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Sunday, October 17, 2010

Waiting for the Super School

In the past year, a great deal of media attention has been devoted to the increasing cost of education. College education costs more now than ever, and so do text books.

Recently, however, media focus has moved to basic education: failing schools, low test scores, and firing teachers. While the NCLB debate falls to the wayside, we begin to focus on fixing the schools themselves: teachers, bullies, and school security. Is Obama's Educate to Innovate a big deal?

This blog talks a lot about how to make lesson plans more interesting or teaching tools. This entry is going to be devoted to the students.

John Stewart and Steve Colbert focus on National News. It's no surprise that they too have turned their attention to schools. This week, The Colebert Report interviewed the director of "Waiting for Superman", a documentary about our education system, and the few who have access to its good side.

The Colbert ReportMon - Thurs 11:30pm / 10:30c
Davis Guggenheim
Colbert Report Full Episodes2010 ElectionMarch to Keep Fear Alive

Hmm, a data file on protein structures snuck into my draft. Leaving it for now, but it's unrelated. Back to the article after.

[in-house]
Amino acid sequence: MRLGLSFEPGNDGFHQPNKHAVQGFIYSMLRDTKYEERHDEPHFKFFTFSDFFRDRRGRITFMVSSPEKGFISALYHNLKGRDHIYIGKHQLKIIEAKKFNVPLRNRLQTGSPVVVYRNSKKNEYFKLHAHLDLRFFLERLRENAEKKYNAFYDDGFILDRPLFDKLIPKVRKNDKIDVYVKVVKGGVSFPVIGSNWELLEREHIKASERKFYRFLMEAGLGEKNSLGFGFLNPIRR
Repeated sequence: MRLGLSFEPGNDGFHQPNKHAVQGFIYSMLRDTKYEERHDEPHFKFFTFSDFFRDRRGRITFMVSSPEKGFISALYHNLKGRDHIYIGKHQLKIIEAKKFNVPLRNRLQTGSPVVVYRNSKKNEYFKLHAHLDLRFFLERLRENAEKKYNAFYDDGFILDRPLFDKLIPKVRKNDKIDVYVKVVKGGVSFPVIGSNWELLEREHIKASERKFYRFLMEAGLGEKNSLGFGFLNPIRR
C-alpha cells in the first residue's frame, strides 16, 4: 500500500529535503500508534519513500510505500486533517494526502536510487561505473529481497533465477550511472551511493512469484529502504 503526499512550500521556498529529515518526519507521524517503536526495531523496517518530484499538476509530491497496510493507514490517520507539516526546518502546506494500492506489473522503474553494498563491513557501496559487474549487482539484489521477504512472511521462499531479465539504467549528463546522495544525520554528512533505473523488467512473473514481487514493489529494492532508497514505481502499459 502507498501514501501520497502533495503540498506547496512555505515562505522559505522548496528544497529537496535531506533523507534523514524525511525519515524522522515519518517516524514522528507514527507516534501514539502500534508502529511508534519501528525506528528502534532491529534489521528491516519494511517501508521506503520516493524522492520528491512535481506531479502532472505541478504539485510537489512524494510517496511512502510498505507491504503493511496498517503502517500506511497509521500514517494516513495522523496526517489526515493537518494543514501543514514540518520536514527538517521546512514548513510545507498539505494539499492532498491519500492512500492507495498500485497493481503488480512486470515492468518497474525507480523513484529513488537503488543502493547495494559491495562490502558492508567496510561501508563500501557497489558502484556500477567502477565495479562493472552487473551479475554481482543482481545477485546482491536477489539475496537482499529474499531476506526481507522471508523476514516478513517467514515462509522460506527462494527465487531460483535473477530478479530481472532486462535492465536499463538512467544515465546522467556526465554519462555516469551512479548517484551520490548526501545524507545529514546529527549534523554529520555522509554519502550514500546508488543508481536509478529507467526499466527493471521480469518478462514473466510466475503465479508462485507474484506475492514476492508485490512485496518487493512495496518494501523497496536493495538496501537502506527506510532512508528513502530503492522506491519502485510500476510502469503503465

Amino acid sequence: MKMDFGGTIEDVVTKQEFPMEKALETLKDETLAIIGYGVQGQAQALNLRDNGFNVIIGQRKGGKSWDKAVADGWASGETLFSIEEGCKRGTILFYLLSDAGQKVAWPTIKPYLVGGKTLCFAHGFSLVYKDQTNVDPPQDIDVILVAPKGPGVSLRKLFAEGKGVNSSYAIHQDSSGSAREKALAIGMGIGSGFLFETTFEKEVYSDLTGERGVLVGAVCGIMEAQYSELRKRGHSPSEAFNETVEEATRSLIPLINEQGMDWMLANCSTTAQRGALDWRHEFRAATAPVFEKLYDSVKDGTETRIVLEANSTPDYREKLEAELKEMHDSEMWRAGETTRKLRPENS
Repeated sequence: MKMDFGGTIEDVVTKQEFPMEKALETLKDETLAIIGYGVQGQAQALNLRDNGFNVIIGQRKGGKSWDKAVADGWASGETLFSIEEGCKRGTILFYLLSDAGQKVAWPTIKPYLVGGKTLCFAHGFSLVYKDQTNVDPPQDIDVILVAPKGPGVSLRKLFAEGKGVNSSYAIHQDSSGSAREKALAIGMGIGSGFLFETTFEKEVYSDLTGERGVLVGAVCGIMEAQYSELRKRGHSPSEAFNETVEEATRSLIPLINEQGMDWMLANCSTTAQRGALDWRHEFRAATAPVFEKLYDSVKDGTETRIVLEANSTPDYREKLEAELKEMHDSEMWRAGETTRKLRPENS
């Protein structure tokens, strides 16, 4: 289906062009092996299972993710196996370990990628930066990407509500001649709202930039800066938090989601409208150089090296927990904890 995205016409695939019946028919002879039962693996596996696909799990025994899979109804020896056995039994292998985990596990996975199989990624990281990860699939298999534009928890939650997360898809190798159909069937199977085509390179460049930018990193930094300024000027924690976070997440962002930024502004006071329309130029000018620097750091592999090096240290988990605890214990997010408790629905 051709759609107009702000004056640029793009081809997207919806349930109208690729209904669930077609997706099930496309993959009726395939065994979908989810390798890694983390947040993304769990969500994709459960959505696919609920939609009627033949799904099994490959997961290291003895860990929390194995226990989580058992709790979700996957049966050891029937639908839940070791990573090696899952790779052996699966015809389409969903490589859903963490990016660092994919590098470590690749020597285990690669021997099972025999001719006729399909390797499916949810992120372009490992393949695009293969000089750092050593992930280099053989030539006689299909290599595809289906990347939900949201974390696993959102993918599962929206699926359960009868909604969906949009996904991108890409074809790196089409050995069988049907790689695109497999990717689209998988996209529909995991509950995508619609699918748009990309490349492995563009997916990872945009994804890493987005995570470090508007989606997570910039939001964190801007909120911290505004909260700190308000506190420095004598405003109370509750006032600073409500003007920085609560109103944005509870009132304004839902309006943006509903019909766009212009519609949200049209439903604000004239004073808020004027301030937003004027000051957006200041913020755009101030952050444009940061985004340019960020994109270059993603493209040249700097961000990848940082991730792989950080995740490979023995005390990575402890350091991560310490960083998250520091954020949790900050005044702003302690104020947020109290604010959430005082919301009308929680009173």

The problem here is that the US spends so much time (and money) developing underprivileged areas...and yet our own students are facing the same crisis: the rich can get the education, the poor can't.

This sounds a lot like the college cost debate, doesn't it?

So the economic divide (the rich can have, the poor cannot) will be even worse in future generations because the rich are getting the leg up: the good education system.

A recent show on NBC is devoted to school renovation. Studies show that the more time or energy invested in something, the more you take care of it...hopefully the students will like their environment more after this:

The media cannot tell you what to think, but they can tell you what to think ABOUT. Is this sudden media attention a positive or a negative? Comments, please-I'm not sure what to think thus far.

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